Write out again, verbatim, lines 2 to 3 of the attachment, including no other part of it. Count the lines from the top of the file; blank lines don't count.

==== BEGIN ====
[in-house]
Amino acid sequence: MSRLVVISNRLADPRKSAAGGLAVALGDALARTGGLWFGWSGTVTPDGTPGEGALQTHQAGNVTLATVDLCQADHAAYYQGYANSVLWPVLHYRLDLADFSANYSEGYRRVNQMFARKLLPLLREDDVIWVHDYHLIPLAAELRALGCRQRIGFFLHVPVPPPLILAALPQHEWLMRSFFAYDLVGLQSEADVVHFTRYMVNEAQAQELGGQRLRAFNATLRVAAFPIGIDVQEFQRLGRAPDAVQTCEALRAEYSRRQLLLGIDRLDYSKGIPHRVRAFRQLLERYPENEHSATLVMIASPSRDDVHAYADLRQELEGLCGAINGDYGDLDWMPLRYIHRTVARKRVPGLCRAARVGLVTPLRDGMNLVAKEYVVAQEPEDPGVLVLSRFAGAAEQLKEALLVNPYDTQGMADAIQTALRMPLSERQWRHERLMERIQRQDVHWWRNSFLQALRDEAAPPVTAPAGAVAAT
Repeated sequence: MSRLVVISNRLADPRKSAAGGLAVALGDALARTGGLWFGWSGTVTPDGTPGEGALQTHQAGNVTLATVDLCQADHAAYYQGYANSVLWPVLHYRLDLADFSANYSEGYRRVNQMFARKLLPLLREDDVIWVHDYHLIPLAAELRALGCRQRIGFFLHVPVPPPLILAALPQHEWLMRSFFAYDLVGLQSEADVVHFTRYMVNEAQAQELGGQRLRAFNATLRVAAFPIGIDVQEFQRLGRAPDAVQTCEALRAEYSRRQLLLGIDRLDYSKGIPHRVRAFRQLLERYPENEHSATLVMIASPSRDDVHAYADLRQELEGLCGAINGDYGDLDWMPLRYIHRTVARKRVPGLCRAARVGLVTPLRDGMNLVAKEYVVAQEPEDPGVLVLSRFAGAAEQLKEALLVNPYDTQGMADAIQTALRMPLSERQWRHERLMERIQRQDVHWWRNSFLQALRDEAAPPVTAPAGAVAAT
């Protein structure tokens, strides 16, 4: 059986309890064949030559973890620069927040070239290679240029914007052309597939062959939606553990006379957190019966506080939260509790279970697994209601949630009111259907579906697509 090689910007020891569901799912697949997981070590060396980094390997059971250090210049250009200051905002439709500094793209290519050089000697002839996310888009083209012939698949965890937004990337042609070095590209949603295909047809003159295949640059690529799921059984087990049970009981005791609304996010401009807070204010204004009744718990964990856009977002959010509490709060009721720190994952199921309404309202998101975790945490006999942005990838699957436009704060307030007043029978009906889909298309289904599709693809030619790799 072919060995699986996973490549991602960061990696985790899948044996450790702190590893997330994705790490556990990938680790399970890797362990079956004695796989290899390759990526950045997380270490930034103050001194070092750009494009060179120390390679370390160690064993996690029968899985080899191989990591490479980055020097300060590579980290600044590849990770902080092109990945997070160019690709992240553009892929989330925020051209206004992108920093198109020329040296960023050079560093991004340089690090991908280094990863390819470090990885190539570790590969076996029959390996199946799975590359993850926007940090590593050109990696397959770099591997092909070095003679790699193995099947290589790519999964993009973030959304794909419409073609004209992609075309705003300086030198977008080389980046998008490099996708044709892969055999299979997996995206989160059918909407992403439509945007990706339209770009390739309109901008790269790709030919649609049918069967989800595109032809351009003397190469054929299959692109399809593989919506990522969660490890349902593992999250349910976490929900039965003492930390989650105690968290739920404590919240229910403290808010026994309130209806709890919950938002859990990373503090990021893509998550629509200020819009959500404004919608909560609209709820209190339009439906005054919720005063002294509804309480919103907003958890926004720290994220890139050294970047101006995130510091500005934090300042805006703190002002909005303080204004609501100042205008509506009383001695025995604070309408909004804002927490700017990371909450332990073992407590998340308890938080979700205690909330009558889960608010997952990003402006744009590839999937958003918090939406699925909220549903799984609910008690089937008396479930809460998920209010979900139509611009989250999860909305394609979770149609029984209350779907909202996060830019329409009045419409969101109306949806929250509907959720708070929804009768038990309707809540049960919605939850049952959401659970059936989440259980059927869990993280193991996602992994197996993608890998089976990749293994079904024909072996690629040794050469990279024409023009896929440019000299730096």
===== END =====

Amino acid sequence: MSRLVVISNRLADPRKSAAGGLAVALGDALARTGGLWFGWSGTVTPDGTPGEGALQTHQAGNVTLATVDLCQADHAAYYQGYANSVLWPVLHYRLDLADFSANYSEGYRRVNQMFARKLLPLLREDDVIWVHDYHLIPLAAELRALGCRQRIGFFLHVPVPPPLILAALPQHEWLMRSFFAYDLVGLQSEADVVHFTRYMVNEAQAQELGGQRLRAFNATLRVAAFPIGIDVQEFQRLGRAPDAVQTCEALRAEYSRRQLLLGIDRLDYSKGIPHRVRAFRQLLERYPENEHSATLVMIASPSRDDVHAYADLRQELEGLCGAINGDYGDLDWMPLRYIHRTVARKRVPGLCRAARVGLVTPLRDGMNLVAKEYVVAQEPEDPGVLVLSRFAGAAEQLKEALLVNPYDTQGMADAIQTALRMPLSERQWRHERLMERIQRQDVHWWRNSFLQALRDEAAPPVTAPAGAVAAT
Repeated sequence: MSRLVVISNRLADPRKSAAGGLAVALGDALARTGGLWFGWSGTVTPDGTPGEGALQTHQAGNVTLATVDLCQADHAAYYQGYANSVLWPVLHYRLDLADFSANYSEGYRRVNQMFARKLLPLLREDDVIWVHDYHLIPLAAELRALGCRQRIGFFLHVPVPPPLILAALPQHEWLMRSFFAYDLVGLQSEADVVHFTRYMVNEAQAQELGGQRLRAFNATLRVAAFPIGIDVQEFQRLGRAPDAVQTCEALRAEYSRRQLLLGIDRLDYSKGIPHRVRAFRQLLERYPENEHSATLVMIASPSRDDVHAYADLRQELEGLCGAINGDYGDLDWMPLRYIHRTVARKRVPGLCRAARVGLVTPLRDGMNLVAKEYVVAQEPEDPGVLVLSRFAGAAEQLKEALLVNPYDTQGMADAIQTALRMPLSERQWRHERLMERIQRQDVHWWRNSFLQALRDEAAPPVTAPAGAVAAT